Meet the Openly Gay American Soldier Who Doubles as a Fashion Designer
Imagine the struggle of being a fashion designer and maintaining an international brand miles away from most fashion capitals of the world. Now, add in an active role in the military and you have a sneak peek into what Julian Woodhouse's days look like.
Woodhouse, 26, is an openly gay man and executive officer in the U.S. military, residing in South Korea with his husband. On July 11, he will be will be showing his fourth collection under his brand's name "Wood House" at New York Men's Day as a part of New York Fashion Week: Men's.
"If I had a camera on my busiest days, it'd be hilarious," he said in an interview conducted during a rare break in his day. "I'll come to work in my uniform, have a casting at 12, meeting with my factory at 3, be on the phone with New York... It's kind of hectic, but it makes me feel like I am doing something."
Woodhouse's love of fashion started at 12 years old, all thanks to a pair of Gucci shoes. It wasn't long before he began looking up designers, memorizing collections and obsessing over the latest trends.
"I had looked at fashion as just clothing on your back, just clothes that you wore," he said. "I had no idea there was an entire industry." He started modeling, working as a stylist, sketching, drawing and dreaming up his own collection. But even so, this was just that — a dream and nothing more.
Woodhouse's journey from soldier to stylist/model to designer wasn't an easy one. "I grew up in the military, I was an Army brat," he said. "I thought [joining] was going to be something I automatically did."
Besides growing up in a military family, he believed that becoming a solider and joining the Reserve Officers' Training Corps program at the University of Minnesota was an easy way to hide his sexuality — which at the time, he wanted to change.
"Joining the military kind of went hand in hand with coming out of the closet," Woodhouse said. "I didn't want to be gay at the time and I thought that fashion was connected to that in some way. I thought that by divorcing myself from fashion, I would also divorce myself from my sexuality."
But his desire to create was too strong and this thought didn't last very long. "I wanted to find a way to do army and fashion at the same time," he said.
When Woodhouse moved to Korea in 2013, he didn't know if he could fit into any fashion industry, let alone a foreign one. He worked as a stylist and model before meeting his first business partner who simply said, "let's do a brand."
"I am inspired by the experience of men in a social way," Woodhouse said. "I have a vision for menswear and more so, I have a vision for what I wish I had more access to as a consumer. Whenever I go shopping, I will go to the men's section and just stare and then I end up going to women's section and buy something that can be androgynous and wear it like a guy."
While women have vast options depending on their body shapes, shoulder shapes, waistlines, menswear is often more prototypical because of the lesser demand. "I realized that men do not have such a multifaceted offering of clothing that they can consume," Woodhouse said. "My brand is based off of that... [it's for a] guy that is confident, sure of himself, wearing something that reflects how he feels inside. When he walks into a party he's feel like he's arrived. I've always wanted to feel that way when I was growing up."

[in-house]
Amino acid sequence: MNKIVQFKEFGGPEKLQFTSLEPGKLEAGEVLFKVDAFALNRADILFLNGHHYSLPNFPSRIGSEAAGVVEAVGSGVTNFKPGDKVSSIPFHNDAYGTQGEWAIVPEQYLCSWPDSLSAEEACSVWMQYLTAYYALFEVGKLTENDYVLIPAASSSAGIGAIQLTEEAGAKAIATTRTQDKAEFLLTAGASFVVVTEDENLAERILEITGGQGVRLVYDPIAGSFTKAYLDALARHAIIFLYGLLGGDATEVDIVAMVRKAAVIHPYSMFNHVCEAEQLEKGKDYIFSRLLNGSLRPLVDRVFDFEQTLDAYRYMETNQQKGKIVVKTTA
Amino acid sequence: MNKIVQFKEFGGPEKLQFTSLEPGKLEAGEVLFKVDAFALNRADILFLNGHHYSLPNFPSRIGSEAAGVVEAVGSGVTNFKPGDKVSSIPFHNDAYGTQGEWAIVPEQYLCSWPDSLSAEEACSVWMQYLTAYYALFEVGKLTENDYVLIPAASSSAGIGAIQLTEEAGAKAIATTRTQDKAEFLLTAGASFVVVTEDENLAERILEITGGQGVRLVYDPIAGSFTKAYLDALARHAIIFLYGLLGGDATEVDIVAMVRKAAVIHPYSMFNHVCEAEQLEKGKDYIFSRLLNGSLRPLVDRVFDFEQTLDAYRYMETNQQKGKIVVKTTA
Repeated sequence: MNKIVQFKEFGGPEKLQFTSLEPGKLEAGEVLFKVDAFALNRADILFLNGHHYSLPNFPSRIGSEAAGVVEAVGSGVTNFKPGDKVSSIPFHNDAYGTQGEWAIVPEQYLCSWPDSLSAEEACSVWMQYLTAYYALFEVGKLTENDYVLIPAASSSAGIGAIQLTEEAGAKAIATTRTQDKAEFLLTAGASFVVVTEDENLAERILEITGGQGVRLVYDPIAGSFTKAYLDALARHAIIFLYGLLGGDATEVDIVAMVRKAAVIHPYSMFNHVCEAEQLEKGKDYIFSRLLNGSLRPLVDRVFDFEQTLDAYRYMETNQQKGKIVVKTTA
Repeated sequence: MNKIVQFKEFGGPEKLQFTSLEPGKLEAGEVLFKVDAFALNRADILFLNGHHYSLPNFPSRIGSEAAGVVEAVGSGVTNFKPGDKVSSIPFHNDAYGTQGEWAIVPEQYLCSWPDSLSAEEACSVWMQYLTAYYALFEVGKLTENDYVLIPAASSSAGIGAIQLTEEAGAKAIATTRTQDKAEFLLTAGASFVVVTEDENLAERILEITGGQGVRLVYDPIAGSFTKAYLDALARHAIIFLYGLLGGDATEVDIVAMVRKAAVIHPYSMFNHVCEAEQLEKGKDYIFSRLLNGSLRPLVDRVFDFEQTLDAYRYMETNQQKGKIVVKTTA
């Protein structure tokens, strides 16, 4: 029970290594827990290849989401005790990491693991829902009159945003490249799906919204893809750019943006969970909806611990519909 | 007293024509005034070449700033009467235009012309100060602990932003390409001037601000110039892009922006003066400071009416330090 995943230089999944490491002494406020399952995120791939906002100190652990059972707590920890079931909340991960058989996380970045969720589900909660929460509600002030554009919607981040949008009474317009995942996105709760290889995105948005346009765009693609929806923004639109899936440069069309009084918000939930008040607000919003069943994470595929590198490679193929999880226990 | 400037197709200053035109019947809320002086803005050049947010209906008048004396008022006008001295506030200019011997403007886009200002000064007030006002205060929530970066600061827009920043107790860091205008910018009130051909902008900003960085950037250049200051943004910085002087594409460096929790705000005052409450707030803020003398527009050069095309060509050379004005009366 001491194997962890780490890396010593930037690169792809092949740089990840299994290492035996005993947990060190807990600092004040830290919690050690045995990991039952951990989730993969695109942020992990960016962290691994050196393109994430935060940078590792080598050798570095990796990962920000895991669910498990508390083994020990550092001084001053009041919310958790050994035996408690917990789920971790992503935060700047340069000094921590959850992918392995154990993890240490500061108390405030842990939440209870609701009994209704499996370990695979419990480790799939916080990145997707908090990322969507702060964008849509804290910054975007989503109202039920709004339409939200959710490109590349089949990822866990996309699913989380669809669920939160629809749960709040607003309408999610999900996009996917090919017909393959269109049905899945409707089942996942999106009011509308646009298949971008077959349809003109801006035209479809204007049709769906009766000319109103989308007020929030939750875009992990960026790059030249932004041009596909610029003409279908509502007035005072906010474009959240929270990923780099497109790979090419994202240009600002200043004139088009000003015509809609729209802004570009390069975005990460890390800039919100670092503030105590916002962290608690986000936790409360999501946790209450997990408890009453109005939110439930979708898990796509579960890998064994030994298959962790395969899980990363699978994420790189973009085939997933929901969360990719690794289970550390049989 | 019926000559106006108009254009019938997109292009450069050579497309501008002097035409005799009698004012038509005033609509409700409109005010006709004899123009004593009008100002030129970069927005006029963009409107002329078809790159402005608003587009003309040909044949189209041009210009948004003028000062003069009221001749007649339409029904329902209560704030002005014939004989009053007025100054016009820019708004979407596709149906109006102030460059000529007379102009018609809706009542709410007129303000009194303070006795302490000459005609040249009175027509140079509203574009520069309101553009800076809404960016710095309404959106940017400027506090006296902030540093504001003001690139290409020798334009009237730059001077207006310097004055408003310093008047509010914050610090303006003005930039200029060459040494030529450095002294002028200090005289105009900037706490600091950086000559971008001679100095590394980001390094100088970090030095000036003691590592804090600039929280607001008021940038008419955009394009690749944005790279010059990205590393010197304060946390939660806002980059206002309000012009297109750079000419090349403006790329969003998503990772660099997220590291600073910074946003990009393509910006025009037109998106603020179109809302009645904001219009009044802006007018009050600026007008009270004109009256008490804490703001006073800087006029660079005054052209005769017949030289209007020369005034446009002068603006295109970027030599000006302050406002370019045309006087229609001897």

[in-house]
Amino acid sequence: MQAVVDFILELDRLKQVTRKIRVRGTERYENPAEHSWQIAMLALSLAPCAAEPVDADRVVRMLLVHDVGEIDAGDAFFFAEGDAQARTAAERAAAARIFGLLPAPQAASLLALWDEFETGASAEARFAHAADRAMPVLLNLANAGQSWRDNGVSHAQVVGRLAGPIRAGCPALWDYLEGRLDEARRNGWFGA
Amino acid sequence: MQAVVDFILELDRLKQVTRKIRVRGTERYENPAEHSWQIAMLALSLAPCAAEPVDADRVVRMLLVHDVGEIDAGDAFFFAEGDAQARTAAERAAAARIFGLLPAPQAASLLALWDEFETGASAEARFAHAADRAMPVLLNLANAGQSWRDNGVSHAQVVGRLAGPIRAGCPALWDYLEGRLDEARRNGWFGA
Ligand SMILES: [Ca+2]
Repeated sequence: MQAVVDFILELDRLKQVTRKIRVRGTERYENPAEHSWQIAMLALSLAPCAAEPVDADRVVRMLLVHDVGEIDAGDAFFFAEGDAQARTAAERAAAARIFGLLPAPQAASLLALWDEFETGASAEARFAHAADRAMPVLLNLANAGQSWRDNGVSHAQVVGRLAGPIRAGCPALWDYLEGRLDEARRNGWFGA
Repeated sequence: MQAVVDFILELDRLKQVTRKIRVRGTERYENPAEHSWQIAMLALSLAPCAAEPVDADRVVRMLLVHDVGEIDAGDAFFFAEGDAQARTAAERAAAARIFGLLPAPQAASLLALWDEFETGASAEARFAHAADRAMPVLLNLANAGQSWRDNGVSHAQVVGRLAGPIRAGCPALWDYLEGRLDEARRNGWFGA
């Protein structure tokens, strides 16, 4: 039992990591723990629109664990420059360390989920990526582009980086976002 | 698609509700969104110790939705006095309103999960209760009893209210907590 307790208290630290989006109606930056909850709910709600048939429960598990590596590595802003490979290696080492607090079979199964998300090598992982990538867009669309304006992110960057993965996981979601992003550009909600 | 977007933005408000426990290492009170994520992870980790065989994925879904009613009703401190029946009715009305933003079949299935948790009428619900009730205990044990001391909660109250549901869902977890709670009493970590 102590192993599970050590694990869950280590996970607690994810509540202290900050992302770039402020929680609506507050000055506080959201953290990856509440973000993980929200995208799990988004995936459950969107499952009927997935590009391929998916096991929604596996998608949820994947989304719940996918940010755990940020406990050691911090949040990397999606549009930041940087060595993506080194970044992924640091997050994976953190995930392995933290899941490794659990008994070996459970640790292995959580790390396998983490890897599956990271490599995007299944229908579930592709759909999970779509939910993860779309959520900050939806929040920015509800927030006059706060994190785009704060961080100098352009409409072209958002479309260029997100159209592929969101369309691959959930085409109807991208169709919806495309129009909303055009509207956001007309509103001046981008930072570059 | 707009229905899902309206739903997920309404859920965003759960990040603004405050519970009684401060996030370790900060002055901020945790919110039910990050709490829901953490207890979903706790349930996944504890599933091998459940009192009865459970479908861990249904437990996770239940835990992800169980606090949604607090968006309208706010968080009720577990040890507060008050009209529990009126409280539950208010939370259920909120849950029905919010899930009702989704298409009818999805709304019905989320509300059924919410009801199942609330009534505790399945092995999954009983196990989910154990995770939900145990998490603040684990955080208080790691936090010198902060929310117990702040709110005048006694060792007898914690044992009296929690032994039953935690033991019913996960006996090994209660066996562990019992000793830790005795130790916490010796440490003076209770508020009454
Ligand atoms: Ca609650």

Remember, this was all while he had a full-time job within the military, and so, many of the pieces are uniform-inspired.
"I think subconsciously definitely inspired by the military," Woodhouse said. "I like how the uniforms fit. I like the way that a gentlemen would look in a uniform. There's a heir of regalness, importance, confidence. I'm not necessarily inspired by the shapes, more by the affects it has and I've tied that to my collection."
Woodhouse showed his first Wood House collection, one made up of dark, androgynous but still masculine pieces, during Seoul Fashion Week in March 2015. He debuted his third collection in New York City at NYFW: Men's on Feb. 2.
"I began dressing myself in more color, which prompted me to start designing with more color," he said. "By my third collection, I had found a happy place within myself." He mixed the silhouettes, shapes and cuts from the first season with the colors he used for the second.
Woodhouse hopes to someday open up a center where people can go and create without having to spend any money. "I didn't think that an Army guy who has my back story could accomplish this, especially executing it from another country," he said.
As for what he would tell others? "You are the person that sets your mission. In the military, if you got to go do some military task, whether tactical or administrative, having it not happen is never an answer," Woodhouse said. "If you look at you end goal as that mission, and say 'It's not an option for this not to happen. I will be a fashion designer showing at NYFW, I just need to figure out how to do it.'"
I didn't think that an Army guy who has my back story could accomplish this, especially executing it from another country.
Within the next few years, Woodhouse has plans to move to either New York or Shanghai with his husband where he will continue to create.
"I want to have a brand that actually has made some sort of change in the industry," he said. "I just want to have reached a point where I can inspire large groups of people. Not only in a way that I am changing menswear, that I'm cultivating some sort of dedication to creativity and pushing that forward."